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How No National Dex in Pokémon Sword & Shield Could Be A Good Thing

No National Dex in Pokemon Sword & Shield is a good thing from a few different perspectives - here's why it's worth giving Game Freak's idea a chance.

Pokemon Sword Shield National Dex Removed Good

The news of no National Dex in Pokemon Sword & Shield has been received poorly without much of a break in the discourse surrounding the idea as a negative one, but there are a few different reasons the decision from Game Freak is at least well-worth trying out for both fans of the franchise and the developer. Pokemon Sword & Shield marks the first big leap from the mainline games onto a console, and that shift in platform location is also the perfect opportunity to try something new.

When news first broke that no National Dex would be in Pokemon Sword & Shield, fans were extremely upset. They felt that it was a bad move from the developer because so many Pokemon players have carried over their teams through generations of games, and the emotional attachment those fans feel to their roster is deeper than Game Freak and Nintendo might have expected. As momentum and fan outrage continued to swell following the announcement, some expected that the policy would be changed last minute and Game Freak would scramble to include a National Dex in Sword & Shield. Instead, the developer doubled down on its decision, then tripled down earlier this week.

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Related: 15 Rarest Pokémon In The Games - And How To Catch Them

In a recent interview with Inside Gamer (via VG24/7), Game Freak producer Junichi Masuda stated that having no National Dex in Pokemon Sword & Shield is an approach that the company wants to "continue with in future Pokemon games." Truthfully, it's not a bad idea - just one that fans might need to get used to. While the emotional attachment to Pokemon that can no longer make the leap to the next generation of games isn't something that should be discounted, it's also reasonable to examine the positives, starting with a reduced workload for Game Freak developers and more space for the franchise to breathe and innovate. Even if it feels like Pokemon Sword & Shield isn't delivering on enough innovation in this iteration to justify the lack of a National Dex, it's the theory behind that decision - and the possibility for even bigger, positive changes soon - that should at least be enticing as something to try out over the next few games.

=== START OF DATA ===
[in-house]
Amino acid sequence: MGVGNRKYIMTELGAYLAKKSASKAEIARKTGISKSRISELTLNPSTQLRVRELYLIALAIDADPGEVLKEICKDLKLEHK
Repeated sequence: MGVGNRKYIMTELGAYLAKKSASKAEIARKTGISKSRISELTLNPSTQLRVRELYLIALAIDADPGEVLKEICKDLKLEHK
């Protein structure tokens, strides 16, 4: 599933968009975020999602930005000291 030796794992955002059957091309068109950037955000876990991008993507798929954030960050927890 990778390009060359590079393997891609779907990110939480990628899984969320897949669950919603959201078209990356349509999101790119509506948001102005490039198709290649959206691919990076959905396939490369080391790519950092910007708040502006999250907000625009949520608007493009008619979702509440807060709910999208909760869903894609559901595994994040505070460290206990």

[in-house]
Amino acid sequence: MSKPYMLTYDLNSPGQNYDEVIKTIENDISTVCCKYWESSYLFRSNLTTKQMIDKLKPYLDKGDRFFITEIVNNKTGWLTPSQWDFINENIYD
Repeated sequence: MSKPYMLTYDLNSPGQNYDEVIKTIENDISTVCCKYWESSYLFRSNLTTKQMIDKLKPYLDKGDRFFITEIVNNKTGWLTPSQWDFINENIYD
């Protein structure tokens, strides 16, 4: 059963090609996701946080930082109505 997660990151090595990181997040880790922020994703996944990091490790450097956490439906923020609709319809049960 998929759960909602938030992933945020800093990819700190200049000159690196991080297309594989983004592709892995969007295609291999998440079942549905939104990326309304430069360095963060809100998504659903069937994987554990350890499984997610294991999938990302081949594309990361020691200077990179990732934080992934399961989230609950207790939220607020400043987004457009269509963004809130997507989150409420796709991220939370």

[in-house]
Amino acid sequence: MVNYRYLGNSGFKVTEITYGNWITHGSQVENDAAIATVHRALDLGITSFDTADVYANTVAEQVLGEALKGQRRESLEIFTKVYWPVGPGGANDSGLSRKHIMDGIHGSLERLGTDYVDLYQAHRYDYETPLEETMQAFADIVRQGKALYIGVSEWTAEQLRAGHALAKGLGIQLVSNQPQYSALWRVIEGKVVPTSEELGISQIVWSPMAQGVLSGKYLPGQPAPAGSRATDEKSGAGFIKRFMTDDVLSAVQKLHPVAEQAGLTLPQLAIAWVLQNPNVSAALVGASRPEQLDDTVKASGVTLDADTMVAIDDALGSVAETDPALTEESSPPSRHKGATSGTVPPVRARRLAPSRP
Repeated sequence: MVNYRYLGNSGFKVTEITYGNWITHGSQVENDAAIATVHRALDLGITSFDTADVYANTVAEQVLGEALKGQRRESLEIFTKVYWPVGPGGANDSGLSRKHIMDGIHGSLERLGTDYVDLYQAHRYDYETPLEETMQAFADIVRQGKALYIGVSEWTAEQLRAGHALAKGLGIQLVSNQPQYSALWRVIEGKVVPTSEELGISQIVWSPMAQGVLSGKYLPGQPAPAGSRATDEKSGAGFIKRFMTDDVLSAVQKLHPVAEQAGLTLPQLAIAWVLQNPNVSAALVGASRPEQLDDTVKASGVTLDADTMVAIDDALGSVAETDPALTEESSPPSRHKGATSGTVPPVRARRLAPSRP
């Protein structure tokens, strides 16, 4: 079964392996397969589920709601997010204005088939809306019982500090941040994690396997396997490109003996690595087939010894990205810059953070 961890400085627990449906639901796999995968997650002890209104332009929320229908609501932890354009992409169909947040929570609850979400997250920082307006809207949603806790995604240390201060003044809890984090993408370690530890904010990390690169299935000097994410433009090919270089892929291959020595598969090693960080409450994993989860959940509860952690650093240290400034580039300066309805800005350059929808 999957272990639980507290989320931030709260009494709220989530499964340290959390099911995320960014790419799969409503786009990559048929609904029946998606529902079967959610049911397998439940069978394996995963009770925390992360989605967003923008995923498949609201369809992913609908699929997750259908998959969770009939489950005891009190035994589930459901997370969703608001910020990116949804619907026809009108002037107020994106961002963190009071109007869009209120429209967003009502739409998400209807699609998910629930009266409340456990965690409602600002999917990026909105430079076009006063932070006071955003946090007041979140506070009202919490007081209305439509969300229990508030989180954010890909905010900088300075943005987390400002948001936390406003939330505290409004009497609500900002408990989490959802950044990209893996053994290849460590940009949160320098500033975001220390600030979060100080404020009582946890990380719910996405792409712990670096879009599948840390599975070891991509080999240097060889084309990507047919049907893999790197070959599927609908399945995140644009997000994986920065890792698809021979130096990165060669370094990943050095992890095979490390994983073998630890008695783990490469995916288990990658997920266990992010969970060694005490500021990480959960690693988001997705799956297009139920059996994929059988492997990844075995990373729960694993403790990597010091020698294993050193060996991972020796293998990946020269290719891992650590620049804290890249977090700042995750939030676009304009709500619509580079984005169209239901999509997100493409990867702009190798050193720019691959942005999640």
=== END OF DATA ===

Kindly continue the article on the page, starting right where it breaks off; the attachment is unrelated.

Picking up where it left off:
Pokemon Sword and Shield Art

No National Dex in Pokemon Sword & Shield also means players will likely need to experiment with different team lineups and get more familiar with the newer additions to the Pokemon franchise in this generation. It gives the new Pokemon added in Sword & Shield a better chance to shine, not needing to compete with favorites from past generations that might otherwise slot into the role the new creature is trying to fill from a design perspective, either aesthetically or functionally. With the change to Nintendo Switch as a platform, it's also a great time for a new generation of Pokemon fans who might have been uninterested in purely handheld games to jump into the series, and it's frankly overwhelming to deal with a roster of creatures that is gradually approaching 1,000 unique entries.

Yes, the lack of a National Dex in Pokemon Sword & Shield is a blow to long-time fans of the series, and that's not something to completely ignore or trivialize. However, Pokemon has always been about generations, whether it is the creatures themselves passing the torch to a new lineup or someone who was enthralled by Pokemon Red & Blue as a child passing on that love to someone younger who will have that same experience with a new game. The latter feels very much what Sword & Shield will be about, and if no National Dex means the newest Pokemon game is no longer for a certain type of fan, then maybe that's because it will instead be for someone from a new generation of players.

Next: Pokémon Sword and Shield Final Starter Evolutions Are Weird

Pokemon Sword & Shield releases on November 15, 2019 for Nintendo Switch.

Source: Inside Gamer (via VG 24/7)

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